- Video Games
- About Us
Time travel stories are tricky because they can raise so many questions that your brain starts to hurt. On the other hand, if the focus isn't on the science elements, time travel can quickly devolve into a fish-out-of-water tale that gets mined for cheap laughs. With Rocket Girl, writer Brandon Montclare (Halloween Eve) and artist Amy Reeder (Batwoman) are trying to strike a middle ground. They're offering a story that doesn't get too bogged down in the butterfly effect time conundrums but also doesn't simply say "Hey, wasn't the past weird?" If the first issue is any indication, they might have something. Rocket Girl #1 has a pretty interesting premise, though I hope that characterization is a focus of future issues.
The basic idea behind Rocket Girl is presented right at the start of the issue (seems like a good idea, huh?). The narration begins, "My name is Dayoung Johansson. I'm 15 years old and a cop from the future. I'm going back to save the world... I just hope I'm not too late." The most compelling thing about Rocket Girl #1 is the second sentence there. Johansson is a member of the New York Teen Police Department. There's no explanation here whether there is a separate adult police force or if adults are obsolete. Still, it's a pretty cool twist. Her comrade in the force has a pension and is a wise veteran at 20. The police commissioner sports a thin starter mustache but looks younger than many Robins have been.
The thing that has made Johansson travel back in time (to the year 1986) is that she believes the corporation Quintum Mechanics has been using time travel to change events and ensure their market position in the present. We're led to believe that Quintum is very powerful, and this is a risky mission that most officers would shy away from – but not Dayoung. When she arrives in 1986, she finds that Quintum is just a group of young scientists trying to make advances. Strangely, the issue veers from introducing elements of the Quintum organization to have Johansson assist the police of 1986 with a shooting, even though she's 15 and sports a jet pack.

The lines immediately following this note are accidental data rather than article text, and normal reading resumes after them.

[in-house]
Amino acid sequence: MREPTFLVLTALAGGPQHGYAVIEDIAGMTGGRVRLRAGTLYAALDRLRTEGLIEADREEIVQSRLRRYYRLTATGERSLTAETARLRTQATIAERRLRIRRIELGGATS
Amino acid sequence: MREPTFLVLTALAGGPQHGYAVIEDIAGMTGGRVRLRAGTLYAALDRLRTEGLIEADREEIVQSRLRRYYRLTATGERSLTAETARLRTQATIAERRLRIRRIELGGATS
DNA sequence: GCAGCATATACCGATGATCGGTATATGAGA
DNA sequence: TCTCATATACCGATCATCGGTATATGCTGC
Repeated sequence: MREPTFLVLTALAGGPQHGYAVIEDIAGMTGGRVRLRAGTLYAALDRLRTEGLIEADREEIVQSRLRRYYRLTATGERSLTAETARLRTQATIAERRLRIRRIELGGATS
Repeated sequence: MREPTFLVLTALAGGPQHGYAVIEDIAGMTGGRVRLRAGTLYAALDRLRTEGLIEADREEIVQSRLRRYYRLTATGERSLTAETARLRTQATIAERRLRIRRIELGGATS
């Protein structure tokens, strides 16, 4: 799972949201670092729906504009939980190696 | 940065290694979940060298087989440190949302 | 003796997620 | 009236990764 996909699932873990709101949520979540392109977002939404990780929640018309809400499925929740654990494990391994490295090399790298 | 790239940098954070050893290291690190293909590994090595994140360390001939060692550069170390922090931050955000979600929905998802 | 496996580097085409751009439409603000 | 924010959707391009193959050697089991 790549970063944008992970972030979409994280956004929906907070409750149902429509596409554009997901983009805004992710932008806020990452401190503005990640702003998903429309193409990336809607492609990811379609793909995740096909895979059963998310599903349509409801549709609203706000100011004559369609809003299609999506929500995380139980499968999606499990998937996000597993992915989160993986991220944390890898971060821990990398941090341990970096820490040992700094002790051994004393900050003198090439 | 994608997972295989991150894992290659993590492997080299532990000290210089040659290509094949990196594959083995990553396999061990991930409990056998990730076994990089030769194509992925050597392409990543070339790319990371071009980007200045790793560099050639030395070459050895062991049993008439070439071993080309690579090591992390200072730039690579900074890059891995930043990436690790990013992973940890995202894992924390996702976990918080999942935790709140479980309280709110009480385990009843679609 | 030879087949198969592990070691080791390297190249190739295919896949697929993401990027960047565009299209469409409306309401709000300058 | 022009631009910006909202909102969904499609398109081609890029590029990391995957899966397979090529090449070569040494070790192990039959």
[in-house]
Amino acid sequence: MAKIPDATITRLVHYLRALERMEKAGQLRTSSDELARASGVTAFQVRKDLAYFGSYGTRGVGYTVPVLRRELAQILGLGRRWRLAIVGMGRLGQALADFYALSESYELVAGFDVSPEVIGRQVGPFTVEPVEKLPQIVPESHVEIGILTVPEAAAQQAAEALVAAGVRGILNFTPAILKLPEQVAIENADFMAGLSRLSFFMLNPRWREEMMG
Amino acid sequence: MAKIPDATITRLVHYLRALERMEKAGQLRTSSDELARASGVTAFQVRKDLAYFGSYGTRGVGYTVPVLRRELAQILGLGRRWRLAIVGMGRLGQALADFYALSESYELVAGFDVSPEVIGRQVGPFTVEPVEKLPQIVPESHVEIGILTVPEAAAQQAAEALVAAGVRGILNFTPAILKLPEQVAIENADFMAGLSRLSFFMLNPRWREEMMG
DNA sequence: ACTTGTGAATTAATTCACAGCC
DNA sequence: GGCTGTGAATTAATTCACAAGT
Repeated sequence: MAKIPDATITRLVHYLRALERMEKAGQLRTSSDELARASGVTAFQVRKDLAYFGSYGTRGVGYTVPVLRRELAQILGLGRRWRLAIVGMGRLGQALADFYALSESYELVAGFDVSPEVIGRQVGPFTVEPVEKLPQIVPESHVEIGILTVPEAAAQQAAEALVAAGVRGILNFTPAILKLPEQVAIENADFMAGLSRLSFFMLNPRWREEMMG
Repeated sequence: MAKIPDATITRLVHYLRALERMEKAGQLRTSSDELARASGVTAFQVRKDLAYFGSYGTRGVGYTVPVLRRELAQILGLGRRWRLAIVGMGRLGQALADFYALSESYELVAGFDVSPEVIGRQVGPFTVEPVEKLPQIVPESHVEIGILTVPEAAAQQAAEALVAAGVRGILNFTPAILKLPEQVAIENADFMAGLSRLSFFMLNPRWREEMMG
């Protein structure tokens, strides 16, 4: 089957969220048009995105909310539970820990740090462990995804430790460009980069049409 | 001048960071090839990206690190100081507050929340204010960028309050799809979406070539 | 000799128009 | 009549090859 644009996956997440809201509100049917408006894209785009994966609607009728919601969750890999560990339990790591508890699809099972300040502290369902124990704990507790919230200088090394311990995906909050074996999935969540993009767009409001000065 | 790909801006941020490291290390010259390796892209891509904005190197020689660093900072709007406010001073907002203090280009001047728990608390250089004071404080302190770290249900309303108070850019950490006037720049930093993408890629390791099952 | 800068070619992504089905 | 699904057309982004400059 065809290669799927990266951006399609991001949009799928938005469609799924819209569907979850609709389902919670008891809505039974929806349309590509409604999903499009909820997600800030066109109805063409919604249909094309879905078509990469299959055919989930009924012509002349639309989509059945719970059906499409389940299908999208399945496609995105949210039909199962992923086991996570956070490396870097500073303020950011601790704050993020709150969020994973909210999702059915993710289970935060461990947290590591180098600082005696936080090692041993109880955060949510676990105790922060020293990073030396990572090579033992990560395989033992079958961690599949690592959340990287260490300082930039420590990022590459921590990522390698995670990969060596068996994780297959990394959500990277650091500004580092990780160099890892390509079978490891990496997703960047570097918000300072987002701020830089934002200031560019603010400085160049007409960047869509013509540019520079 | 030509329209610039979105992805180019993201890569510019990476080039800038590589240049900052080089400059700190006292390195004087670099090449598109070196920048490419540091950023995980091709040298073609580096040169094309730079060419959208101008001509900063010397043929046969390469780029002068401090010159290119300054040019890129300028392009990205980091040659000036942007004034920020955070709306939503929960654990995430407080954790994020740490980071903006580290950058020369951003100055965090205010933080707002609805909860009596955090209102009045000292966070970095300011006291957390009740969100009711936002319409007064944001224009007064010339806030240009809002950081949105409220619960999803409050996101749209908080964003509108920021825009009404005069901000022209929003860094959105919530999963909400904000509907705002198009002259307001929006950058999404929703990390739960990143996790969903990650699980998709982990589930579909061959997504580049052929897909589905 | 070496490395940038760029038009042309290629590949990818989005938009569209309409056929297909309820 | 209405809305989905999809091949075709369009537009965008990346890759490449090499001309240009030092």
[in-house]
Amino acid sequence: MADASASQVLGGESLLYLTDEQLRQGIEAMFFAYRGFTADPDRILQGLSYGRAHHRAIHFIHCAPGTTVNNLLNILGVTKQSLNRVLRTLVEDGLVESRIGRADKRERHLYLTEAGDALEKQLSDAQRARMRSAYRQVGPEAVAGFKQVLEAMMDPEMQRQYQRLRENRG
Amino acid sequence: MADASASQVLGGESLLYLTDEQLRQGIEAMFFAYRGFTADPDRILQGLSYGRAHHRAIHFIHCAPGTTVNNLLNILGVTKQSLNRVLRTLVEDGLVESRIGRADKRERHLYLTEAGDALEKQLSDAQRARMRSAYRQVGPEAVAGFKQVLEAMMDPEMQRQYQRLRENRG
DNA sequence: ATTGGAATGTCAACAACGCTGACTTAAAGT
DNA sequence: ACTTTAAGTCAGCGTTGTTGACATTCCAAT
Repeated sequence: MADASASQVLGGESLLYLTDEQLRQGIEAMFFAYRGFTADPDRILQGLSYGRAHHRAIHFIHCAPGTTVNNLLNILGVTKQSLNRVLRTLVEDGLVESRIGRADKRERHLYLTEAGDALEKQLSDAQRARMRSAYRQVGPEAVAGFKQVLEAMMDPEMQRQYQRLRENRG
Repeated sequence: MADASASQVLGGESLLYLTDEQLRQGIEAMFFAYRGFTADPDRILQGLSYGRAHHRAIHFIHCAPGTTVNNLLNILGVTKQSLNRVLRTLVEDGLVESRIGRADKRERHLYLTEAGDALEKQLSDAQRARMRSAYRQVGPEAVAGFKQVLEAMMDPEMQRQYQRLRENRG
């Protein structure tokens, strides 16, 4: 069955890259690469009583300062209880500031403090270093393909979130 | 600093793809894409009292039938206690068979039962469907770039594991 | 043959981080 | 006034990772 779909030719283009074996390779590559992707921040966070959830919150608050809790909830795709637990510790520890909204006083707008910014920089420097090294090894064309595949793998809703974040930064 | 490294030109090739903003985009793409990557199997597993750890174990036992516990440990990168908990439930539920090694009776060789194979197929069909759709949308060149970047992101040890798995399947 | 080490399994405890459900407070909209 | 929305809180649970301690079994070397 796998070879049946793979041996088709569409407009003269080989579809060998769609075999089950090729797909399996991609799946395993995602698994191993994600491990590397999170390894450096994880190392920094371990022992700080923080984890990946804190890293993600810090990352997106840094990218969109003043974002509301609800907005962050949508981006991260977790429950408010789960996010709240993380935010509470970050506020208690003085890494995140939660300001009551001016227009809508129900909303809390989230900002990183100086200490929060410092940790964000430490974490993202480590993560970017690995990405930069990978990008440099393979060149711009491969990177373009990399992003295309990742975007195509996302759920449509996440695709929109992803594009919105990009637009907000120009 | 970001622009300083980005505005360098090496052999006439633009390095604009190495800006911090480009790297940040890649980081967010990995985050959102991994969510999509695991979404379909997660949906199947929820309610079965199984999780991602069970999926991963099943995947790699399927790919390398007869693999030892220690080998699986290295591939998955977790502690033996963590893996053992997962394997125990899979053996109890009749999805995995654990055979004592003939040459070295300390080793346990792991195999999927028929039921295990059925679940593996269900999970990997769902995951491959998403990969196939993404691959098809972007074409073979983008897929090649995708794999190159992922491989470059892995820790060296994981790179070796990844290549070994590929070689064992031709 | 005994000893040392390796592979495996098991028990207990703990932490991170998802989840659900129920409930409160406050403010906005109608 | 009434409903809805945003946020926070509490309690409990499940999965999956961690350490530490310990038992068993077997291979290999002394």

The point of Johansson – or Rocket Girl, as one of the Quintum scientists calls her – helping the police seems to allow the reader to see what she's capable of. Though she's only a 15-year-old girl, she easily apprehends the suspect and then evades the police officers who are trying to question her. However, that scene feels less interesting than much of the other set-up. It also raises many questions. Why would two cops in 1986 tell a 15-year-old girl in a weird space suit and jet pack details about a shooting? In a first issue, it's important to set the tone and it's unclear what sort of world Rocket Girl shows.
It also seems like a missed opportunity to reveal more about Quintum or the scientists. There's one with pink, curly hair named Annie who has a bunch of dialog lines, but I don't feel like I know much about her. The other Quintum scientists feel like extras here. Though they will most likely get developed in future issues, I'm not sure the generic action scene that occurs in the second half of this issue is better than giving us more character development or big plot points.
As I mentioned, Montclare and Reeder do make some cool choices in setting up the story. The "future" from which Johansson arrives is 2013, but it's a 2013 with flying cars, teen cops and rocket backpacks. So far, the creators don't seem especially interested in reliving the "zaniness" of the 1980s. There's not much about this version of '86 that's different from our real world except that NYC, and Times Square in particular, is much seedier and dangerous.
Besides the premise, the other thing that really makes Rocket Girl stand out is Amy Reeder's outstanding artwork. She has great line work, an excellent sense of graphic and page design, and a knack for drawing revealing facial expressions. Unlike many artists who have drawn teen female superheroes over the years, her Dayoung looks like a girl. It's not just that her frame is smaller; her face is different, too. Although Reeder's version of "the future" isn't totally unique, it does look pretty impressive and well imagined.
Rocket Girl #1 is a solid debut issue. It will take a few issues for Montclare and Reeder to unfold their plans and reveal more of the central danger behind Quintum. And though that plot element is very important, I also hope that they also take the time to show more about the characters involved in this story, especially the Quintum scientists but also Johansson, too.